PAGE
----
Selfish supernumerary chromosome reveals its origin as a mosaic of host genome and organellar sequences

Mihaela Maria Martis, Sonja Klemme, Ali Mohammad Banaei-Moghaddam, Frank R. Blattner, Jiř́i Macas, Thomas Schmutzer, Uwe Scholz, Heidrun Gundlach, Thomas Wicker, Hana Sǐmková, Petr Novaḱ, Pavel Neumann, Marie Kubalaḱová, Eva Bauer, Grit Haseneyer, Jörg Fuchs, Jaroslav Dolezěl, Nils Stein, Klaus F.X. Mayer, Andreas Houben

Research output: Contribution to journalArticlepeer-review

151 Citations (Scopus)

Abstract

Supernumerary B chromosomes are optional additions to the basic set of A chromosomes, and occur in all eukaryotic groups. They differ from the basic complement in morphology, pairing behavior, and inheritance and are not required for normal growth and development. The current view is that B chromosomes are parasitic elements comparable to selfish DNA, like transposons. In contrast to transposons, they are autonomously inherited independent of the host genome and have their own mechanisms of mitotic or meiotic drive. Although B chromosomes were first described a century ago, little is known about their origin and molecular makeup. The widely accepted view is that they are derived from fragments of A chromosomes and/or generated in response to interspecific hybridization. Through next-generation sequencing of sorted A and B chromosomes, we show that B chromosomes of rye are rich in gene-derived sequences, allowing us to trace their origin to fragments of A chromosomes, with the largest parts corresponding to rye chromosomes 3R and 7R. Compared with A chromosomes, B chromosomes were also found to accumulate large amounts of specific repeats and insertions of organellar DNA. The origin of rye B chromosomes occurred an estimated ∼1.1-1.3 Mya, overlapping in time with the onset of the genus Secale (1.7 Mya). We propose a comprehensive model of B chromosome evolution, including its origin by recombination of several A chromosomes followed by capturing of additional A-derived and organellar sequences and amplification of B-specific repeats.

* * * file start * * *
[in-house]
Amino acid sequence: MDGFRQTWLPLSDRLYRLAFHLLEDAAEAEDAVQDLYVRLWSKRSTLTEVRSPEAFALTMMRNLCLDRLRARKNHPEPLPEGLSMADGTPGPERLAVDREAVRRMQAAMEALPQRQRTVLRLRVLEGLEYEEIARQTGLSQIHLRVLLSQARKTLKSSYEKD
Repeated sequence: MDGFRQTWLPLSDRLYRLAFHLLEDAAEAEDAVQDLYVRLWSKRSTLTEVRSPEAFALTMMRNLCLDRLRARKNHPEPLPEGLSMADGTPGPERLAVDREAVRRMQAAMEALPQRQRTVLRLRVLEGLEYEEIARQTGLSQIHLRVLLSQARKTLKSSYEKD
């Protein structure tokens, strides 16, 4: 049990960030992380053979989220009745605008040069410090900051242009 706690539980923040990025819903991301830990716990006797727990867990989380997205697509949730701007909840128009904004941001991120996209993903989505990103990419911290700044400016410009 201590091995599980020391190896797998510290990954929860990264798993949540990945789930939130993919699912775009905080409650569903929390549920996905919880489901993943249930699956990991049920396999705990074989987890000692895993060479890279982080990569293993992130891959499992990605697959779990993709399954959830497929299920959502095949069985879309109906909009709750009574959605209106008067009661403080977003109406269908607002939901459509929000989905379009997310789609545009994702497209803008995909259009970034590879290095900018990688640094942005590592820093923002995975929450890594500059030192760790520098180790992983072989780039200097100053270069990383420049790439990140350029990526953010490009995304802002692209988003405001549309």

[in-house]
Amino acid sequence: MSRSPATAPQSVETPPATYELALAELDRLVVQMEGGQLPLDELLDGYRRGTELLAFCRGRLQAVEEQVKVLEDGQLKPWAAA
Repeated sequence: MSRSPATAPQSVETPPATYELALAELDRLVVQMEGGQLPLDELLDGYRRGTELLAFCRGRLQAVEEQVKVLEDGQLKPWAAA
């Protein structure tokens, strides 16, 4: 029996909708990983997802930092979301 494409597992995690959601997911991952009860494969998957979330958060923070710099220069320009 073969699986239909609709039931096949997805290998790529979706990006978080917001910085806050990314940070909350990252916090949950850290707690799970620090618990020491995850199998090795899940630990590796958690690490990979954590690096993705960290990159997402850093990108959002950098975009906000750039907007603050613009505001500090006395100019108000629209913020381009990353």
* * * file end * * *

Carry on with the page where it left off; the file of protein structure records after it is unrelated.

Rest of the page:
Original languageEnglish
Pages (from-to)13343-13346
Number of pages4
JournalProceedings of the National Academy of Sciences of the United States of America
Volume109
Issue number33
DOIs
Publication statusPublished - 14 Aug 2012
Externally publishedYes

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